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We’ve partnered with Human Kinetics to host a free webinar on treating clients with neck pain on Wednesday 27 March at 3pm – 4pm. Presented by Jane Johnson, the webinar will cover practical, safe and effective advice and treatments manual therapists and fitness professionals can use to help clients. FHT members will receive 5 CPD points for watching the webinar and completing the associated Supporting reflective practice document – Neck Pain Webinar

Report calls for complementary, traditional and natural medicine to rescue NHS from financial crisis

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A new report released by the All-Party Parliamentary Group for Integrated Healthcare (PGIH) warns that the growing number of people suffering from long-term illness poses significant threats to the future sustainability of the NHS.

The report, titled ‘Integrated healthcare: putting the pieces together’, is based on the findings of an extensive consultation carried out by the PGIH in 2017, to which a detailed response was submitted by the FHT. It urges the government to embrace complementary, traditional and natural medicine to ease the mounting burden being placed on the NHS.

The report stresses that the rising costs to the health system require a more person-centred approach to health delivery, which focuses on prevention and tackles the root cause of illness.

It highlights that many more patients now suffer from multi-morbidity (two or more long-term health conditions) than when the NHS was formed 70 years ago, with the number of people in England with one or more long-term condition projected to increase to around 18 million by 2025.

Furthermore, it is estimated that 70% of total health expenditure on health and care in England is associated with treating 30% of the population with one or more long-term condition.

A further consequence of complex health conditions is the growing problem of polypharmacy, where several drugs are used at the same time. The report stresses that this is arguably one of the biggest threats to the future economic viability of the NHS, with increasing costs of pharmaceutical drugs needed to treat patients with multiple illnesses, coupled with largely unknown effects of the long-term use of these drugs in combination.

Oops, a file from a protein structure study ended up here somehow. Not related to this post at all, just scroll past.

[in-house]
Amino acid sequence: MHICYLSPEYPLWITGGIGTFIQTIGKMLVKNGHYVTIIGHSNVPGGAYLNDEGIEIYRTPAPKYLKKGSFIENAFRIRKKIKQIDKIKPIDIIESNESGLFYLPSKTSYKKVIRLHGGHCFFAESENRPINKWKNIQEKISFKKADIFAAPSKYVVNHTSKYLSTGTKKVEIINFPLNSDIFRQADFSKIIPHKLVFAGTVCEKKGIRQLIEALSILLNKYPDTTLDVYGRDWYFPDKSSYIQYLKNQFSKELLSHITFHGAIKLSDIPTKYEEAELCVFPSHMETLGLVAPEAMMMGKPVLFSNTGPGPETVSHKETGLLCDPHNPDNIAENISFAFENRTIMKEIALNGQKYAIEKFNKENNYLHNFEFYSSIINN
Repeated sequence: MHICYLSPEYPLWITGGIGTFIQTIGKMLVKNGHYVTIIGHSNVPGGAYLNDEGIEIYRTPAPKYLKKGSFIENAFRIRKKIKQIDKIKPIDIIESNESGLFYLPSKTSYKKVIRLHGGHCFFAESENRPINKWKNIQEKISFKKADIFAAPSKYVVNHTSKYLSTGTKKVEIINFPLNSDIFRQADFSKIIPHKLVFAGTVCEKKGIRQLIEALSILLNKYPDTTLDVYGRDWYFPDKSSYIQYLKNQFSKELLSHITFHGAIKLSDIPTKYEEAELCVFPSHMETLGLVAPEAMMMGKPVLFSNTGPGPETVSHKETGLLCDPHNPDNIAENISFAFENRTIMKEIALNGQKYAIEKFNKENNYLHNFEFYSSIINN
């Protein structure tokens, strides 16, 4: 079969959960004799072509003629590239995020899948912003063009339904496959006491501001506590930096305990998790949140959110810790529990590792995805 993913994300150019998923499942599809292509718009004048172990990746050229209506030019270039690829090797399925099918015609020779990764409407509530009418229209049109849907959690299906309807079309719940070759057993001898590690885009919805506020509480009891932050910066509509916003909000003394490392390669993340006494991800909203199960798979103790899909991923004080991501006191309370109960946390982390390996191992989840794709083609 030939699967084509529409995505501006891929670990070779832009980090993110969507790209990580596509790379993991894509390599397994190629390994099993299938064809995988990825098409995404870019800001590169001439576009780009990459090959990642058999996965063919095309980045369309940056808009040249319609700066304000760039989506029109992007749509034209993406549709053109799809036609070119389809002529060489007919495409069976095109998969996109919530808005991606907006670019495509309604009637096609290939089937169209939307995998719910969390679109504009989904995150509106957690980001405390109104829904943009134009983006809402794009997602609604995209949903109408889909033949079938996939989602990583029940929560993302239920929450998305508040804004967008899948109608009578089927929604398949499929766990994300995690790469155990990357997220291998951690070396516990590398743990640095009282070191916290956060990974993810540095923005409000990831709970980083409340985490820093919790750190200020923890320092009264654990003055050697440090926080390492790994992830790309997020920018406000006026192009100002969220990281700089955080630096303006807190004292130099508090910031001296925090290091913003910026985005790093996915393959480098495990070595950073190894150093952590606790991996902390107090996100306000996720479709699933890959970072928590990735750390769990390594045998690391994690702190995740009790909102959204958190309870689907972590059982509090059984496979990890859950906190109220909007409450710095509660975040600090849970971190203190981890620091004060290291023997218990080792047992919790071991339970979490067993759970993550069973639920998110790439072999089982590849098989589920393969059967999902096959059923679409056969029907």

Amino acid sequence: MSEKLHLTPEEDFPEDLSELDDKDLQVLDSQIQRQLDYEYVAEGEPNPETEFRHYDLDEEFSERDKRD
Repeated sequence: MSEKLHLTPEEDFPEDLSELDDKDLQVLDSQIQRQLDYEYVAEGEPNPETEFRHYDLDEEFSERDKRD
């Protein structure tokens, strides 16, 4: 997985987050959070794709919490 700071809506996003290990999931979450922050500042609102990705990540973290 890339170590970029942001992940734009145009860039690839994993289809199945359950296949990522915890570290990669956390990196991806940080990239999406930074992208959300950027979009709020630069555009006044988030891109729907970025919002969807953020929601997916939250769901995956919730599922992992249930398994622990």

The PGIH report argues that the government needs to devise a strategy to fully assess the degree of drug interactions, determine the long-term health effects on patients, and arrest the trend of over medicating the population.

A significant part of this strategy would be to treat each patient as a whole person, with individual needs, rather than treating any presenting illnesses separately. As such, the report recommends that the strategy should make greater use of natural, traditional and complementary therapies, which are widely used to support people affected by a variety of conditions. It also highlights the huge under-utilised resource of professional therapists, who could work in collaboration with conventional medicine to improve patient outcomes and ease the burden on the NHS.

Modern medicine has been very effective in tackling many of the health conditions we face today. However, there are areas, often called effectiveness gaps (EGs), where available treatments in modern clinical practice are not fully effective, with the likes of depression, eczema, allergies, chronic pain, and irritable bowel syndrome being frequently cited.

The report urges that for these types of conditions, a different approach is needed, which does not involve giving more and more costly but potentially ineffective drugs.

David Tredinnick MP, Chair of the PGIH, insisted that the current approach being taken by the government is unsustainable for the long-term future of the country.

‘Despite positive signs that ministers are proving open to change, words must translate into reality. For some time our treasured NHS has faced threats to its financial sustainability and to common trust in the system.

‘Multi-morbidity is more apparent now in the UK than at any time in our recent history. As a trend it threatens to swamp a struggling NHS, but the good news is that many self-limiting conditions can be treated at home with the most minimal of expert intervention.

‘Other European governments facing similar challenges have considered the benefits of exploring complementary, traditional and natural medicines. If we are to hand on our most invaluable institution to future generations, so should we.’

Access the full report

International Therapist Issue 126 (Autumn 2018)

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This issue includes:

  • A look at amputation, its impact on clients, and how therapies can help;
  • An overview of the lymphatic system and its importance, by Yvette Jordan;
  • Approaches to facial touch and the science behind it, by Dr Katerina Steventon;
  • Deconstructing the concept of challenge, by Dr Phillip J de Prez;
  • Injuries in young athletes, by Dr Lance Doggart and Sarah Catlow;
  • Working in a hospice as a paid reiki practitioner, by Hilda Kalap;
  • Homemade product recipes, for a body scrub and massage oil, by Karen Gilbert;
  • Pointers for therapists working with terminally ill clients, by Jane Duncan Rogers;
  • A look at the warning signs of breast cancer and its impact.

Plus the Michael Pittilo Award-winning essay, by Benjamin Low; an essential oil profile on clary sage; the latest FHT local support group news; an insight from a therapist supporting people in her local community, by Annette Roachford, MFHT; the latest research; medical A-Z; a day in the life of Geraldine Flynn, semi-permanent make-up technician and 2013 FHT Excellence Award Winner; an interview with new FHT President, Christopher Byrne; a preview of the 2018 FHT Conference; and lots more…

Don’t miss the opportunity to win one of two annual subscriptions of In the Moment magazine in our members’ competition and a £20 Amazon gift card and copy of Words that Touch, in FHT spiral no. 28.

Landing from Thursday 18 October. You can also login to read this issue (from Thursday 18 October) and past issues online at fht.org.uk/membersarea